Twin-Sheet Forming is the Best Medicine
When is a medical tray not a tray? When it’s a crash bumper, a patient’s walker, or a makeshift briefcase. Philips Medical Systems knew from experience that its portable medical devices needed to be able to withstand abuse far outside the scope of the intended design.
|The accessory tray for Philips Medical Systems’ iE33 echocardiography system is produced by twin-sheet thermoforming.|
The accessory tray for the iE33 echocardiograph is intended to hold specialty transducers and other ancillary tools used in ultrasound exams. However, the medical environment can be harsh, particularly on equipment carts. Units regularly bang into walls and doors, patients use the carts to leverage their way out of bed, and technicians often overload the trays with file folders, supplies, and miscellany of all sorts.
After significant research, Philips opted awa y from single-part construction because the points of attachment could prove to be a weakness. They also considered and declined a glued, two-part assembly over concerns about aesthetics and strength. Instead the Philips team chose to produce the tray via twin-sheet thermoforming, a process that creates hollow parts by molding two sheets of plastic simultaneously. The halves fuse together in the mold, sealing the seam with heat and pressure generated by the forming tools, thus eliminating the need for adhesives, and improving the mechanical transition between surface planes.
|Two Kydex T thermoplastic sheets are molded simultaneously and fused together under heat and pressure while still in the mold.|
As important, twin-sheet thermoforming significantly expands design possibilities. Each side of each half can be individually contoured and colored. The sides can also be fabricated from raw materials of different types and thicknesses.
Working with SMI, Philips was able to completely evaluate its material options for the iE33 system’s tray. According to Haydn Forward, SMI’s vice president of sales, “The material choice was complicated by numerous factors, such as the need to withstand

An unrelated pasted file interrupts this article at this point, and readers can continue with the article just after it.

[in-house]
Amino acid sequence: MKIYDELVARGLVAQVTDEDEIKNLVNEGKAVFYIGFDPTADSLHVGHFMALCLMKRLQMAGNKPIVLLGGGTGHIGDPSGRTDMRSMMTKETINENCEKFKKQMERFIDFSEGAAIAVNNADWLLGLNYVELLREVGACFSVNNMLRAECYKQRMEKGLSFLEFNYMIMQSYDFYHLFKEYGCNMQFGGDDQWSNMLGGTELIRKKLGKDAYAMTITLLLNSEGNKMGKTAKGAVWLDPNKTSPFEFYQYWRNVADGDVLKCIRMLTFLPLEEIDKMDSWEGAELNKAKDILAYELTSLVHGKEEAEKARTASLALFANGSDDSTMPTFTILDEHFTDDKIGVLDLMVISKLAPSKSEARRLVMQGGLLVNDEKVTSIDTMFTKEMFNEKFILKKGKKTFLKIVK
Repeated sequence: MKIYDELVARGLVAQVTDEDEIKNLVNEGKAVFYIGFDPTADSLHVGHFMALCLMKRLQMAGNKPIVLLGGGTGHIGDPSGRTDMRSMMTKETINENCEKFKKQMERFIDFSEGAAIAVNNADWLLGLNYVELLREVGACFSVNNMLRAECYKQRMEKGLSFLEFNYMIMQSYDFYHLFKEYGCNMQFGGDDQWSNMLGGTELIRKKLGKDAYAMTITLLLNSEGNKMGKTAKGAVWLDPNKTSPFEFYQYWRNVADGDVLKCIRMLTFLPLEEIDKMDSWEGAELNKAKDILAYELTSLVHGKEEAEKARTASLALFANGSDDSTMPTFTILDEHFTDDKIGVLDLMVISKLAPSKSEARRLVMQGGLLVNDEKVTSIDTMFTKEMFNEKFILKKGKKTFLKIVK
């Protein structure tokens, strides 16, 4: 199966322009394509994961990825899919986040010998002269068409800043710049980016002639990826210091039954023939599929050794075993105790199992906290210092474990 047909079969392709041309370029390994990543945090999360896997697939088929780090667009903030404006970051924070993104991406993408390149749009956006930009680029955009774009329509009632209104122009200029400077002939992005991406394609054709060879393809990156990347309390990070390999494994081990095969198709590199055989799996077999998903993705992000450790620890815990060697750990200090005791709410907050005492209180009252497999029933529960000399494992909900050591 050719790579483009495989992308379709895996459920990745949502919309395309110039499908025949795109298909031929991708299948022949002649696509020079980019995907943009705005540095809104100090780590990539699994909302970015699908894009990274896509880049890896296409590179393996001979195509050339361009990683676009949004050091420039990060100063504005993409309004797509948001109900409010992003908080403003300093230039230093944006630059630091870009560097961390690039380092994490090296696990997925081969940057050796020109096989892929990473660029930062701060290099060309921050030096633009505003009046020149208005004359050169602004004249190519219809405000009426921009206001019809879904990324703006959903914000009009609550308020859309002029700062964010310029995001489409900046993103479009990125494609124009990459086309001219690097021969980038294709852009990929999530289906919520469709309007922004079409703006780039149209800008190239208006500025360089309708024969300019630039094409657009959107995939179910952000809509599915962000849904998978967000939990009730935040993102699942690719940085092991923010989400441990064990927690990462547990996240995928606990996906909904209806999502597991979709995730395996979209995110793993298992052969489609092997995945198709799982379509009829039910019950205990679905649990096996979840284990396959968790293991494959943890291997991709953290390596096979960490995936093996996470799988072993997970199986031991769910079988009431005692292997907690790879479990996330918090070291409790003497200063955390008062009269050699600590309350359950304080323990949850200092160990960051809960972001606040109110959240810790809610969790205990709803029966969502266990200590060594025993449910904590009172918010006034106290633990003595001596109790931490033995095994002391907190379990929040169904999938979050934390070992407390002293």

|In the twin-sheet thermoforming process, four Nut-sert-brand fasteners are encapsulated by the thermoplastic sheet, holding them firmly in place and eliminating secondary operations.|
Philips’ specifications called for the tray to withstand 50 pounds (22.68 kg) of force, which narrowed the search. In the end, the team chose the flame-retardant Kydex T, which provides excellent impact resistance and color consistency. Despite issuing high durability specs, the team recognized that tray breakage in demanding medical environments would always be a possibility. Thus, they needed to account for the part being replaced in the field. Therefore, it was essential that the custom-color sheet selected to match the other cart components, be uniform and color-stable from batch to batch over time. Further, the product is documented as being non-harmful to human and plant life. The material’s elasticity and formability were additional benefits that particularly helped SMI during production.
“The application also called for matching the texture of injection-molded components on the cart,” notes Forward. “Kydex T provides the formability and repeatability
|Twin-sheet thermoforming allows molding of different contours on opposite sides of the part. High rigidity and modulus of elasticity enable Kydex T sheets to form a clean joint, which is disguised by the decorative indentation around the tray’s edges (photo foreground).|
Manufacturing begins by heating two Kydex T sheets. At temperature, the sheets are pressed against female mold cavities via positive air pressure of at least 50 psi (344.73 Pascals). The pressure also embeds the fine surface details into the pliable sheets in a process similar to pressure forming. The thermoforming significantly increases the area of the sheet, reducing its initial thickness from 0.187in.(4.8 mm) to a finished thickness range of 0.08 to 0.06in.(2.0 mm to 1.5 mm), depending on the depth of the draw.
While both sheets are still at forming temperature, the tools are pressed together under heat and pressure, bonding the two sheets along mold-designed knit areas. As the weld zone forms, pressure spreads the weld inward, adding strength to the joint. After being released, the tray’s seam is trimmed. Jack Schrieffer, SMI’s engineering manager, pointed out that the unusual combination of rigidity and elasticity in Kydex T allowed the joint to essentially disappear, eliminating a visible pinch line that would have detracted from the tray’s aesthetics.
“The treatment of the parting line between the top and the bottom made it, in my opinion, very unique,” said Joseph Peters, who coordinated the competition. “They were able to meld the two halves, and then, with a post production trimming operation, completely erase any evidence of the joint. I said to myself, ‘How did they do that?’ and I have been in this business for over 30 years. To me, that’s the sign of a winning part."